In any case, no matter the system, I think it takes a very talented moderator, who knows the audience, has quick wits, and a deft touch. In fact, preferably a moderation team. Sadly, those gifted individuals are in short supply. But yes, in some instances they can help the conversation.

Otoh, even though I’ve participated in some few forums which I’d consider exceptionally well-moderated—still, myself, I tend to prefer forums where the norm is self-moderated conversation.

Anonymous Coward says:

Re: Re: Moderation [was ]

Totally unmoderated except for removal of child pornography. The horrors of scrolling past objectionable material are not too much for the American public to bear. Stupid ideas will be seen to be stupid, and people will learn how to evaluate information on its merits. Frankly, the ability to sift and sort information on the basis of its merits is sorely missing from our society. Let your balls drop, America, and own your own mind.

Karl Bode (profile) says:

Re: Re:

Yes, in fact I was just reading this report, which suggests it didn’t take very much work to civilize a conversation:

“One surprisingly easy thing they found that brought civil, relevant comments: the presence of a recognized reporter wading into the comments.

Seventy different political posts were randomly either left to their own wild devices, engaged by an unidentified staffer from the station, or engaged by a prominent political reporter. When the reporter showed up, “incivility decreased by 17 percent and people were 15 percent more likely to use evidence in their comments on the subject matter,” according to the study.”

Plan on talking about that a bit in a follow up story next week.

tqk (profile) says:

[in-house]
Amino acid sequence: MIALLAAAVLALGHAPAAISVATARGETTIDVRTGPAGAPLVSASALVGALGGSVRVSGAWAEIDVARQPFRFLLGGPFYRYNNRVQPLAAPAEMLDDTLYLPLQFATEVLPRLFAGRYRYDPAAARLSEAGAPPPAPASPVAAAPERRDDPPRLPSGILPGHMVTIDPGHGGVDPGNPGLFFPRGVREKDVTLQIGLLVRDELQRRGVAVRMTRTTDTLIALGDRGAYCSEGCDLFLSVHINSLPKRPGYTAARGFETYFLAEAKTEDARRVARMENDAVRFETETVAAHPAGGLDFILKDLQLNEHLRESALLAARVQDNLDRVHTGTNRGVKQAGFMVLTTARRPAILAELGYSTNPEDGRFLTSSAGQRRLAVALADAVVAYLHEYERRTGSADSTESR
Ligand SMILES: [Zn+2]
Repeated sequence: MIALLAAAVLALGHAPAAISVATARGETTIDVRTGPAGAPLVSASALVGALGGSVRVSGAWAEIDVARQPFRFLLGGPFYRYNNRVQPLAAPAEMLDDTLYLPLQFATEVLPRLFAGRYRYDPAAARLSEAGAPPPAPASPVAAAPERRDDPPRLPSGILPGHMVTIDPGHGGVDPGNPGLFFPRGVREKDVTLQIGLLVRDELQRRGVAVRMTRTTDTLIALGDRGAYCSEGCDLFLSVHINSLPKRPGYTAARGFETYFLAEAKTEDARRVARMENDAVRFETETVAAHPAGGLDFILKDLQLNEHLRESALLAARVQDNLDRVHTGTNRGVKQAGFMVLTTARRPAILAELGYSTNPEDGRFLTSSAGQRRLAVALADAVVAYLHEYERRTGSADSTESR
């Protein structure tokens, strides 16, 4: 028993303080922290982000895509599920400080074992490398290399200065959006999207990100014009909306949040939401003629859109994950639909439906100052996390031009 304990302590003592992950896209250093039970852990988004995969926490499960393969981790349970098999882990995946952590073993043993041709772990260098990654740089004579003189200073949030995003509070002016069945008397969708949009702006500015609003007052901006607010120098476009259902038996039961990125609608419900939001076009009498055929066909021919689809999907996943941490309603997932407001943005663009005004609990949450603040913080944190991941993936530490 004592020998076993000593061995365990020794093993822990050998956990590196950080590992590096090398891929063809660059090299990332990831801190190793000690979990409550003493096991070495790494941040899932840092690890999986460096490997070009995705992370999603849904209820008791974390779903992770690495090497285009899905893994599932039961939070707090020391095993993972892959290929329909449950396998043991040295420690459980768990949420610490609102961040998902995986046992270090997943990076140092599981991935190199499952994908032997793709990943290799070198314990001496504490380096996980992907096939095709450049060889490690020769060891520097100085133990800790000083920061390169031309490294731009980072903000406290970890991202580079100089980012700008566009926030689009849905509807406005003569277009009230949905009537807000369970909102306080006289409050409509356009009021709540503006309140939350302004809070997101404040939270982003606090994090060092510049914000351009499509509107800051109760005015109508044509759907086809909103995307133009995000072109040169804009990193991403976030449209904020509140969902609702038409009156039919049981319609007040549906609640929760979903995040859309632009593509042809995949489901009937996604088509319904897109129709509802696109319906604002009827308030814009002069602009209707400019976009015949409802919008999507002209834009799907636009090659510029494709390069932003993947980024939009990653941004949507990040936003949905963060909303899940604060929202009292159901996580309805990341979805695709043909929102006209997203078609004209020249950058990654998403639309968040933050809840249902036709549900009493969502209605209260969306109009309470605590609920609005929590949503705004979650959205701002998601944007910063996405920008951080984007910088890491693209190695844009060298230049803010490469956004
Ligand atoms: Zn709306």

Re: Re:

In some cases, negative blog comments actually changed readers’ perception of what they read, not just their opinions about it.

So what you are saying is that a discussion about a topic can change the way people think about it.

Wouldn’t it also follow that positive blog comments actually change readers’ perceptions? Why did they decide to ignore that half of the situation?

David says:

Re: Re: Re:

Probably because ‘positive’ comment would generally agree with the narrative of the article. The negative comments are probably debating the ‘con’ side of the issue, and doing it well enough to change opinion away from the ‘pro’ side.

Essentially, they may be worried that they are going to continually lose the debate, and thus, relevance.

Anonymous Coward says:

Re: Re: Re:

So what you are saying is that a discussion about a topic can change the way people think about it.

Wouldn’t it also follow that positive blog comments actually change readers’ perceptions?

I’ll give you the first part of my theory of pursuason. This describes what I call “normal pursuasion”, by which I mean typical pursuasion:

• Pursuasion works by infinitesimal degrees.

That’s just the first part of the theory, though. In less-typical cases, well, toss that theory out the window. Something else is going on.

Anonymous Coward says:

Re: Re: Re: Re:

They had no positive comments to gather this kind of data from.

The “recent University of Wisconsin-Madison study” describes the experimental methods beginning on p.378 [p.6 in PDF].

Experimental Design

Participants were asked to complete a pretest survey that asked about media use habits, science knowledge and efficacy, and nanotechnology support, among other items. The experiment was between-subjects design and consisted of a neutral blog post from a Canadian newspaper that detailed equivalent risk and benefit information about nanotechnology. . . . Participants were given one of eight manipulations that varied by ‘‘user’’ comments under the post. . . .

Michael (profile) says:

Why does it seem like everyone in St. Louis suddenly went stupid?